“If we don’t politicize the municipal elections and the results are bad, we will be blamed,” Mr. Fillon said. The goal, he added, is to help the governing conservative Union for a Popular Movement party “conquer” new cities and towns.

At his news conference last Tuesday, Mr. Sarkozy proclaimed, “I will get involved because even the concept of depoliticized elections is absurd.” He already is planning to campaign in Nice for Christian Estrosi, his junior minister for overseas territories, who is running for mayor there.

For the moment, resentment against the strategy is felt most acutely in Paris, where each of the city’s 20 districts, or arrondissements, has its city hall and elected mayor and deputies. Here, the Sarkozy government has decided to put forward as candidates on party lists a number of high-profile ministers, including Culture Minister Christine Albanel, in the Fourth Arrondissement (covering the Île St.-Louis and part of the Île de la Cité and the Marais) and Finance Minister Christine Lagarde in the more working-class 12th Arrondissement.

“It’s a very archaic vision of power,” said Dominique Bertinotti, the Socialist mayor of the Fourth Arrondissement and a part-time university professor. “Being a minister should be a full-time job. Voters want better than this sort of political parachuting.”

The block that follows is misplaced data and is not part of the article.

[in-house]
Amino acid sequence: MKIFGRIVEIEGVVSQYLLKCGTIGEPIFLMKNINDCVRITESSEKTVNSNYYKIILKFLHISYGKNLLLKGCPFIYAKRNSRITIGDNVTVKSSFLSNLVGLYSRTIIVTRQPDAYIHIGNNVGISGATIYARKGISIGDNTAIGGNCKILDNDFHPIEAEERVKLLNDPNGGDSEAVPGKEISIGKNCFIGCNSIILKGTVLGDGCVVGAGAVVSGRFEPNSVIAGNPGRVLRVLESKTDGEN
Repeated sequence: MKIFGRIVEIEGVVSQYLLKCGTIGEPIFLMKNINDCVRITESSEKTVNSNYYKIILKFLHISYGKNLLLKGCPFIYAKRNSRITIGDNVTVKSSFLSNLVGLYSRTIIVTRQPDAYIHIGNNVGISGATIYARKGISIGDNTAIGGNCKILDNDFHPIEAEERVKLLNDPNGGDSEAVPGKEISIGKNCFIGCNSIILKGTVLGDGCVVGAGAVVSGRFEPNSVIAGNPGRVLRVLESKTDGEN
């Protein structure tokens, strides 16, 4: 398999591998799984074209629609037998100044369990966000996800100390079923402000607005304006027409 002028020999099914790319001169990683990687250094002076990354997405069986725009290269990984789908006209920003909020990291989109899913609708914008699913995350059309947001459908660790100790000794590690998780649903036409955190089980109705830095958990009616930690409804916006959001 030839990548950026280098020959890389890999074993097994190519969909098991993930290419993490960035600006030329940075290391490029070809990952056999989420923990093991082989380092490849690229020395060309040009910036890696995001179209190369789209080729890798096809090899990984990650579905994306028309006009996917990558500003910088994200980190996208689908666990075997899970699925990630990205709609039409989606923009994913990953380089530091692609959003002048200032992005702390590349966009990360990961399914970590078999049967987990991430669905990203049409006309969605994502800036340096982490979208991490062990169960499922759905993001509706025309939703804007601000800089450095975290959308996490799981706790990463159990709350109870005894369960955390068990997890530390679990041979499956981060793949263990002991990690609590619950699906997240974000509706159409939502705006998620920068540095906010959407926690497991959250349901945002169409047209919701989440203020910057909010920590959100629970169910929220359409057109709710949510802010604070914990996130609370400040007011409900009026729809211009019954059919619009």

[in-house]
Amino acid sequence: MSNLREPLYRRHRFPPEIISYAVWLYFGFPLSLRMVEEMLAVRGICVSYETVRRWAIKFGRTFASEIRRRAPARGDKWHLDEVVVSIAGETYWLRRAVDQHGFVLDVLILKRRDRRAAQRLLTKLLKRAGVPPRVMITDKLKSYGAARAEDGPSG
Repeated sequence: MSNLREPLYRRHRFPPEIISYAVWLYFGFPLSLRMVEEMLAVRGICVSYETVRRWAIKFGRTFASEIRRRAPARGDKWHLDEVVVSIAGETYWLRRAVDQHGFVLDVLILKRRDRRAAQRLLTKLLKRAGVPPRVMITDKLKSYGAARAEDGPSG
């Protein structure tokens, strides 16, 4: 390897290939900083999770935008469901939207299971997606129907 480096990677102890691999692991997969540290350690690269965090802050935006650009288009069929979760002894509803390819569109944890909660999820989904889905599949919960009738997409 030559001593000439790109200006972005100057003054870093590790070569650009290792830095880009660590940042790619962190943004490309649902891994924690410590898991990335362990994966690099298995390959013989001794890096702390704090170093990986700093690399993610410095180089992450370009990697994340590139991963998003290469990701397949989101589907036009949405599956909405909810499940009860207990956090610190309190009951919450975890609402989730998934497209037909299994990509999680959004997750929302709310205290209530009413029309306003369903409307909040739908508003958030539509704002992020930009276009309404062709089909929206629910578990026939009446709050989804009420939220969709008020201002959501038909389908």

Most surprising is the government’s decision to promote Justice Minister Rachida Dati in the chic, staunchly conservative Seventh Arrondissement. There, the incumbent, Michel Dumont, is a beloved fixture of the neighborhood — and a member of the governing party.

Ms. Dati has been much criticized for her plan to reform the country’s judicial structure — and for posing for a recent photo spread in Paris-Match in Dior, black fishnet stockings and stiletto-heeled black boots. To many residents, she does not seem like a natural fit for such a buttoned-down neighborhood.

At the invitation-only, post-New Year’s party at the city hall of the Seventh on Thursday night, long-time residents lined up in a gilt-ceilinged ballroom to drink free Champagne and assure their mayor he could count on their votes.

“Our mayor has been here for decades, he knows all of us, he visits the small shopkeepers, and even used to sing at the 11 o’clock Mass at church,” said Patrice Bardin, a businessman who has lived in the neighborhood for more than 40 years. “We are a village here, where families stay forever and hand down their apartments to their children, not a place for nouveaux riches. Rachida has never been here before.”

But political tradition in France dictates that appointed government officials gain legitimacy only with an elected office under their belts. Former Prime Minister Dominique de Villepin, for example, was dismissed as a serious contender for the presidency in part because he had never been elected to any position.

Just as important, an elected perch gives cabinet members a place to land if they should be dismissed from government. Returning to the private sector without holding onto a government post is considered humiliating.